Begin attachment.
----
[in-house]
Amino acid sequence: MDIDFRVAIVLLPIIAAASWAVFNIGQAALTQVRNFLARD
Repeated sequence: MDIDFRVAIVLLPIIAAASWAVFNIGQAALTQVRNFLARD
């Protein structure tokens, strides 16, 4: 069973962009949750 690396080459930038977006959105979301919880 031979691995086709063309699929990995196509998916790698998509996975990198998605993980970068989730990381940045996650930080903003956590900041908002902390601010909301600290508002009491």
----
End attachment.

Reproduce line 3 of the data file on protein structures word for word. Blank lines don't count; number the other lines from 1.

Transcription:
Repeated sequence: MDIDFRVAIVLLPIIAAASWAVFNIGQAALTQVRNFLARD